Mentorship is not one size fits all. Mentoring means working with a person, getting to know them, understanding where their strengths lie, and where they need more support. A mentor’s support caters to their mentee’s needs, and takes their circumstances, personality, and more into account. 

Despite the wealth of information that is readily available on the internet, it is sometimes difficult to find the right sources, or know what to look out for. A mentor can recommend reading material, talks, and papers, and can point their mentees in the right direction. More importantly, though, they can make recommendations that take the unique needs and circumstances of their mentees into consideration.  

It’s clear how mentees can benefit from a mentorship but are there benefits for mentors too? 

We never stop learning, and a great way to learn and improve our skills is to become a mentor. Mentorship allows us to grow as people, to learn about other people’s realities and their individual obstacles. It broadens our own horizons and teaches us to become more empathetic.  

A lot of the skills that are required for mentorship are also skills that make great managers and leaders. Anyone who is interested in moving into those roles greatly benefits from becoming a mentor – being able to practice how to actively listen, how to prepare actionable feedback, and identifying strengths and setting improvement goals are all skills that a manager uses daily.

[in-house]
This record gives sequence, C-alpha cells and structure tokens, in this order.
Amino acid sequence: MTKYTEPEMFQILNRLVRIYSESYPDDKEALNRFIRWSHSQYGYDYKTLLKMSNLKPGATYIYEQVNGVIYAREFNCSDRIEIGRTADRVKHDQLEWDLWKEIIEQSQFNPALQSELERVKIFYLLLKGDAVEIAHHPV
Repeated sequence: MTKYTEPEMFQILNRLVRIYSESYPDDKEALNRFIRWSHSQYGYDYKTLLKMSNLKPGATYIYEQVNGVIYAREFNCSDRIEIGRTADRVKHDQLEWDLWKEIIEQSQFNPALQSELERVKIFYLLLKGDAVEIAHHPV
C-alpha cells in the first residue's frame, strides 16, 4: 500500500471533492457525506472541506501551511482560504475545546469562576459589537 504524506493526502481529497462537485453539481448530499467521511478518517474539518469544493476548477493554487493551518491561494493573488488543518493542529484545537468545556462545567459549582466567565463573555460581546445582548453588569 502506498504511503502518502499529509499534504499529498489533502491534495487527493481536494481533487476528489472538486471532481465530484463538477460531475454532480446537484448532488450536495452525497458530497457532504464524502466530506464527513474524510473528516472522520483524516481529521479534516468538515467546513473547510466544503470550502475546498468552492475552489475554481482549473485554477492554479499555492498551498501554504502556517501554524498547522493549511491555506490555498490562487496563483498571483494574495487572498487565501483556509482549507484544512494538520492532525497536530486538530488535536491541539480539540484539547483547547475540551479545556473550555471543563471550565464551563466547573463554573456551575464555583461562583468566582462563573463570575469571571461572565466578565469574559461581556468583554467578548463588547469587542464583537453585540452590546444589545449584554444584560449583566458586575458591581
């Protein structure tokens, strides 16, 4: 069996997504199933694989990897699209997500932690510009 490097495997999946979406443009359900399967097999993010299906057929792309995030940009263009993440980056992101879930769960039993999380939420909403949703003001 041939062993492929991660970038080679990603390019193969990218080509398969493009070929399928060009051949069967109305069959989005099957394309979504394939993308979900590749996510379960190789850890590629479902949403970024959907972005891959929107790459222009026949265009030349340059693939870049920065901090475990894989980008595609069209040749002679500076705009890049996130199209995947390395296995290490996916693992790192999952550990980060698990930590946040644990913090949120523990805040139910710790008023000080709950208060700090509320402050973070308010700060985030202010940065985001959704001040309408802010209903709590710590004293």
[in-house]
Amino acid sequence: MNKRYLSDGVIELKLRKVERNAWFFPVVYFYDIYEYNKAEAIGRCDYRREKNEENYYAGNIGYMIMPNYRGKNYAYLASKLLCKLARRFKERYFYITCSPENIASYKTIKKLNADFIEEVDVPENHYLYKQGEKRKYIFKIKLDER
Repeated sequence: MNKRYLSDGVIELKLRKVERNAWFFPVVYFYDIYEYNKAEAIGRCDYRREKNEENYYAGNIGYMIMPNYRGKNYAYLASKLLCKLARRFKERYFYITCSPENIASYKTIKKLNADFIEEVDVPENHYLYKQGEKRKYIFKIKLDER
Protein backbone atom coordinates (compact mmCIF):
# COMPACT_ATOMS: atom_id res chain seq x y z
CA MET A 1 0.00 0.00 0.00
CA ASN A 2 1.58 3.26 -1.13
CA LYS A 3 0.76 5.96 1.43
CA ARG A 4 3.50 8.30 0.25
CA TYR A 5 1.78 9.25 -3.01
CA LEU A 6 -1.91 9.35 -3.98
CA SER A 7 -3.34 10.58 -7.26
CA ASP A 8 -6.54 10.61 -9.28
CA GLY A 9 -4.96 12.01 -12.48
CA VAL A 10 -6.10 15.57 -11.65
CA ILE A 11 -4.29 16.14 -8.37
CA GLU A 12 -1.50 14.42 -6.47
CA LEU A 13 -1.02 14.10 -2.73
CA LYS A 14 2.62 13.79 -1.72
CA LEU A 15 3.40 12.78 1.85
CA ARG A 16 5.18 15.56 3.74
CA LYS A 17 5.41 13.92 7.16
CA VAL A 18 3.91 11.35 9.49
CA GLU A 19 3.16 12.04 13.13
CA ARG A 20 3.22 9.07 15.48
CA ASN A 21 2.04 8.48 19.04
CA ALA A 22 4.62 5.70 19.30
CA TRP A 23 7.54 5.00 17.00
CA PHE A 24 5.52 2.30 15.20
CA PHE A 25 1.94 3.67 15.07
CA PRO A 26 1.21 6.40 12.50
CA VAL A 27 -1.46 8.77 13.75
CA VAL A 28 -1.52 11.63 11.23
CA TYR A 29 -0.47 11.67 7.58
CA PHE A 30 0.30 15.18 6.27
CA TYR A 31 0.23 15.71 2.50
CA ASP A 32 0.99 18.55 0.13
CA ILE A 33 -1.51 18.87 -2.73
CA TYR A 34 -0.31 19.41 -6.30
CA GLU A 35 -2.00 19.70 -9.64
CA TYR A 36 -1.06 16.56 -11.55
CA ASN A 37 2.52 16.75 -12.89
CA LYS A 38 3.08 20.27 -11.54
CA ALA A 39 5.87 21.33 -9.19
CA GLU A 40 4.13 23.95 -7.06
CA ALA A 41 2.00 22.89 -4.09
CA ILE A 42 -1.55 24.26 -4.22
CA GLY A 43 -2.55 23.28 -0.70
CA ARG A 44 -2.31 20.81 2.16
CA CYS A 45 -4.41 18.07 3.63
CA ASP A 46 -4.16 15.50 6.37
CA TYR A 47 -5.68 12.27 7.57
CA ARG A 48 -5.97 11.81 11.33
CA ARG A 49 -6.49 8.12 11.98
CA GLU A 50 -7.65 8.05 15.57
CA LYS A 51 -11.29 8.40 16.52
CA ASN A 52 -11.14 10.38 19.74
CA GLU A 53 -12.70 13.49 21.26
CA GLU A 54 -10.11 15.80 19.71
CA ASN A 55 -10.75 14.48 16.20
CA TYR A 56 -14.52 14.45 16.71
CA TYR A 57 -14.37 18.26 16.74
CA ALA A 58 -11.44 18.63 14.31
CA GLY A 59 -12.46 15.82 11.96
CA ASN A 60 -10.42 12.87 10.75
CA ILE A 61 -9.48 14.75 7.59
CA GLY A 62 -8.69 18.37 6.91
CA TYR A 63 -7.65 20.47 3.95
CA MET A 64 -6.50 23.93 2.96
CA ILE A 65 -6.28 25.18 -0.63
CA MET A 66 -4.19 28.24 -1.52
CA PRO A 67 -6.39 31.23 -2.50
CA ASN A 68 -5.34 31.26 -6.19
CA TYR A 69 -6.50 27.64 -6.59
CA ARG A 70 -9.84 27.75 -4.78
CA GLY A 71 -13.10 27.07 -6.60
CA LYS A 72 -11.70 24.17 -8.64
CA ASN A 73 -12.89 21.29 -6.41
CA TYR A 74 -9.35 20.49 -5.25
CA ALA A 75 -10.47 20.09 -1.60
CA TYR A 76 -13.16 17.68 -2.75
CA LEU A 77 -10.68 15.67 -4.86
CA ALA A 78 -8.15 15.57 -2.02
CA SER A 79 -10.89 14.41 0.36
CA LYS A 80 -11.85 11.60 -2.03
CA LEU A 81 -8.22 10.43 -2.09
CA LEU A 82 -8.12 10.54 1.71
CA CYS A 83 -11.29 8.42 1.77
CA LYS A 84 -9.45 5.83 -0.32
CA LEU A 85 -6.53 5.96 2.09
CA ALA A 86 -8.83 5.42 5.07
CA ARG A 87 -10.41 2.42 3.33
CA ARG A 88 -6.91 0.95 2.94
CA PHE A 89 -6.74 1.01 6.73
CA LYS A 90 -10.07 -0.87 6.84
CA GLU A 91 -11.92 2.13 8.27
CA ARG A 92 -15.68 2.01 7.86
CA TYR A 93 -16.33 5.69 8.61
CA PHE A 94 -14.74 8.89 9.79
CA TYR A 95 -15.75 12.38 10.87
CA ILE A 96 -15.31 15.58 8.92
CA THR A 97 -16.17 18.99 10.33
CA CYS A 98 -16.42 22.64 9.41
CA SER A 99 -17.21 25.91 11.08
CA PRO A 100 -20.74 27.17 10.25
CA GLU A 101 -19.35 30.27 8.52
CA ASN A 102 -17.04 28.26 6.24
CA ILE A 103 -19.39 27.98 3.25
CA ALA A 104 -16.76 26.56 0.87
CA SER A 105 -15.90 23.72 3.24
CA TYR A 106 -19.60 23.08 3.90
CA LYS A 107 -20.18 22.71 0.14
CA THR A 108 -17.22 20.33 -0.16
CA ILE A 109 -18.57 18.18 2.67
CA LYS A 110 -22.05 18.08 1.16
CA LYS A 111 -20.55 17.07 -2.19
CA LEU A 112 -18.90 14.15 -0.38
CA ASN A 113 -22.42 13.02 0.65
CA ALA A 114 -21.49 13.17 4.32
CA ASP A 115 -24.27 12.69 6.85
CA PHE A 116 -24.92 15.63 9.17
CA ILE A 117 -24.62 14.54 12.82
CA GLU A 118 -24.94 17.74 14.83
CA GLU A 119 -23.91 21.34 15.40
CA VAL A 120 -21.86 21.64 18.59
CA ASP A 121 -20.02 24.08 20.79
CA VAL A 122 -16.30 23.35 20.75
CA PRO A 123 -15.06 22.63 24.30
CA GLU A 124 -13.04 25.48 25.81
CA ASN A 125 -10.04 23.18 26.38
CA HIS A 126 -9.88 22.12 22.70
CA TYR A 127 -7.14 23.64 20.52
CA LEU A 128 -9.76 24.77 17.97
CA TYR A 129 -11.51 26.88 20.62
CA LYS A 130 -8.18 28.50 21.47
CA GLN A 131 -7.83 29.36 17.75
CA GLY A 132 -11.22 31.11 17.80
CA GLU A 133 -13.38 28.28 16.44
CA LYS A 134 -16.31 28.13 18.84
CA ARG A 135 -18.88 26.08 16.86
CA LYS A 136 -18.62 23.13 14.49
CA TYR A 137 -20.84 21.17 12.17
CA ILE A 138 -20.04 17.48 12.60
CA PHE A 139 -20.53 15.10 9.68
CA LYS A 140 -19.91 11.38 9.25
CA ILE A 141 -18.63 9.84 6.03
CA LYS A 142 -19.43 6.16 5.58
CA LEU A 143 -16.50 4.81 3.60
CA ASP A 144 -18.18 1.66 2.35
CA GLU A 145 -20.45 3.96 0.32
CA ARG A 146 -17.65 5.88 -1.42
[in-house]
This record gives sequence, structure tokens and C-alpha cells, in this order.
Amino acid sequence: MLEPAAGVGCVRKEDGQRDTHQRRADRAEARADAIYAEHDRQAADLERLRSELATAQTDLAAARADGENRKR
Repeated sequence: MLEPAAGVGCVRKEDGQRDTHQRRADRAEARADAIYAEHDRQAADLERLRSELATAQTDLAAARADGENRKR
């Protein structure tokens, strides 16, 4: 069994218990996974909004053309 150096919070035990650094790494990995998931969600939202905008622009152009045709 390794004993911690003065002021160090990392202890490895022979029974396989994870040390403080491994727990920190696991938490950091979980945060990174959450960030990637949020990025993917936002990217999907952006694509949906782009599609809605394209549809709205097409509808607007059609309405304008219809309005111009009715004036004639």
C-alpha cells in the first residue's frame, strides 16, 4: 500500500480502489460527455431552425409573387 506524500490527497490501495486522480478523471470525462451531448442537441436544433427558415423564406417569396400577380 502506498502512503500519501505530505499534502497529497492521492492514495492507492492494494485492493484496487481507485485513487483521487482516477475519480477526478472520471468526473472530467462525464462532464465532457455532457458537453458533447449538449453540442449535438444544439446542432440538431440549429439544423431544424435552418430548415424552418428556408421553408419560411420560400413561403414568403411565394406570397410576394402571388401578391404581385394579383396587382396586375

You recently presented how great mentors can grow into even stronger leaders at the 2023 Game Developers Conference (GDC). What does it mean to you to have a large platform like GDC?  

I am hoping to inspire others who may have been interested in becoming a mentor but were unsure how to take the next step, and maybe even get the stone rolling in creating mentorship programs at their studios.  

Get the full recap on Andy’s GDC talk here


What do you do to relax?   

I love everything horror! As ironic as it may sound, I enjoy watching horror movies or playing horror games to relax.

Can you share your experience as a nonbinary Game Designer in the video game industry?   

Throughout my career, there’s always been harassment that I’ve experienced based on my gender. Mostly from gamers, but occasionally also from game developers. When I’ve experienced harassment, my manager and the studio took swift action to ensure my safety and well-being. They took care in creating a safe and inclusive space for myself and our teams. I also appreciate that folks at the studio are considerate about my pronouns (they/them). 

Why is gender equity important at a studio and an industry level?  

Gender equity touches on so many different aspects – the wage gap, gender biases, the glass ceiling that many face in their careers… Each of these aspects makes it harder for women and non-binary members to stay in the industry, have their voices heard, and to have a successful career. My hope is for more studios in the games industry to actively work on creating positive work environments and honestly care about their teams. 

People of Ubisoft Toronto is a series featuring studio members from a variety of projects and backgrounds as they share their experiences at our studio, perspective of the video game industry and, perhaps, even a sneak peek of what they’re working on! 😉

Our studio values diversity and believes in embracing differences to build stronger and more creative teams. We welcome people who would like to join us and redefine the future of games. Visit our careers page for more information on open roles and how to apply.  To know more about our studio members and culture, click here.